Brewing up an event steeped in culture
Innkeeper and tea sommelier Zhang Hongyan (right) prepares tea with her team at a tea plantation in Hangzhou, Zhejiang province. [Photo provided to China Daily]
Tea ceremony in Jingshan village, Zhejiang province's Hangzhou city, celebrates the drink and its fascinating history, Cheng Yuezhu reports.
Nestled in the foothills of Jingshan village, Zhejiang province's Hangzhou city, quietly lies an inn named Wufeng Shanfang. With a decor that exudes Chinese antique elegance, the inn sets the scene for an immersive experience, inviting visitors to don traditional attire and relish a cup of tea.
Occasionally tea-tasting ceremonies are hosted inside the inn, where tea sommeliers reenact how the ancient Chinese prepared and tasted the drink, highlighting elegant minutiae, taking the visitors on a journey into Jingshan village's age-old tea culture.
Or, more casually, visitors can simply sit down with the innkeeper Zhang Hongyan, sipping tea while listening to Zhang introducing the story of tea and telling her own life stories.
"I used to have a regular nine-to-five job, but eventually quit because of health issues. At the time, my parents were considering entering the hotel business, so I came back to help them. I was very introverted and everybody thought I wouldn't manage," she recalls.
As Jingshan village is known for Jingshan tea, a type of green brew with a time-honored history, the leaves of which grow in the mountains, like many locals of the village, Zhang's parents worked in the sector and established their own tea-processing factory.
With an inherent passion for tea, in 2016, 29-year-old Zhang started learning about it while working on opening the inn. She undertook training and became a certified tea sommelier and assessor.
"When I was younger, I often felt stressed or agitated. And having studied tea, I feel that my personality has gradually changed. For example, introducing the tea culture to the guests injects me with happiness," Zhang says.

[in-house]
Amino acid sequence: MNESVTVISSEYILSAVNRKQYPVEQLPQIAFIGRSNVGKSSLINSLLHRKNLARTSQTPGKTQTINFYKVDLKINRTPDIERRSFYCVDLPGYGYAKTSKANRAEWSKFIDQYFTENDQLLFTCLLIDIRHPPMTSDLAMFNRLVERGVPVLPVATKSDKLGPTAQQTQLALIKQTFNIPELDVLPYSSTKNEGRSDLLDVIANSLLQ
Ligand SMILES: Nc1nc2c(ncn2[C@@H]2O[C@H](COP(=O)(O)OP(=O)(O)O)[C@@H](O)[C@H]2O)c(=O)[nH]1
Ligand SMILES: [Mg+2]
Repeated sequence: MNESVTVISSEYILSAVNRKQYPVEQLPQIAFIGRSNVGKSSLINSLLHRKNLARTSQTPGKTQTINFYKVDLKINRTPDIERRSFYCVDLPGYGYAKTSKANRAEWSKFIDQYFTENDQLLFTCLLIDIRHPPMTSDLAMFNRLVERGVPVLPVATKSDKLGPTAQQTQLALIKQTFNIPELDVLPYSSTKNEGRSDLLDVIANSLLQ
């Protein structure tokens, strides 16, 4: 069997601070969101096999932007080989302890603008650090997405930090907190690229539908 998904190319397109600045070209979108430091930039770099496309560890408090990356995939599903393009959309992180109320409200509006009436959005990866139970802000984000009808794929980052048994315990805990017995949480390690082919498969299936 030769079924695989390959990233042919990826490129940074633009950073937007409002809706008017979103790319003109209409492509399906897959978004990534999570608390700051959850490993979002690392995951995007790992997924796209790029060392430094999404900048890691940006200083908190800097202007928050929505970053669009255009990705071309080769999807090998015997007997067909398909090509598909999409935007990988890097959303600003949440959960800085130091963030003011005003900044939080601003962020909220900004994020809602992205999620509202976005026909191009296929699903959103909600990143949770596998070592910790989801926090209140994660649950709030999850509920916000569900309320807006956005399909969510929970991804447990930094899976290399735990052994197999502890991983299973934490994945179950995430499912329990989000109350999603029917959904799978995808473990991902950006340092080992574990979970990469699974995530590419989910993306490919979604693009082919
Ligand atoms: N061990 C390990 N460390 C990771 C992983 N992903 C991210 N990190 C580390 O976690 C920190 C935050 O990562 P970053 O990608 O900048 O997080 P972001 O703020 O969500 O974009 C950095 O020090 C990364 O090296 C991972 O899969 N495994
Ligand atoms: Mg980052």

"Now I think I've discovered the virtue of broad-mindedness and learned to influence other people with love, and treat all people genuinely and candidly."
She is among the sommeliers who perform tea whisking, a preparation technique that prevailed in the Song Dynasty (960-1279), at the folk edition of the time-honored Jingshan Tea Ceremony.
Zhang performs traditional tea preparation techniques at a competition in Yuhang district, Hangzhou. [Photo provided to China Daily]
The ceremony was listed as a national-level intangible culture heritage in 2011 and, in 2022, inscribed on UNESCO's Representative List of the Intangible Cultural Heritage of Humanity as a part of the traditional tea-processing techniques and associated social practices in China.
The ceremony originated at the Jingshan Temple, located on top of the Jingshan Mountain. Built in the Tang Dynasty (618-907), the temple has a history of more than 1,200 years.
Throughout that history, the temple has been closely connected with tea, as the earliest textual records register that the temple's founder offered tea as a sacrifice to Buddha.
Sitting in silence and relishing a cup of tea became a medium through which the monks delved into their spiritual world and achieved a state of deep mindfulness.
During the Song Dynasty, the ceremony evolved into its full form, with more than 10 formal procedures, including welcoming the guests, burning incense and paying tribute, as well as making and drinking the tea.
By hosting these ceremonies, guests, the majority of whom were literati and bureaucrats, had the chance to sit down and seek wisdom alongside the monks.
According to Yanping, a monk at the temple and an inheritor of the art form, the Jingshan Tea Ceremony is believed to be the origin of the Japanese tea ceremony known as Sado.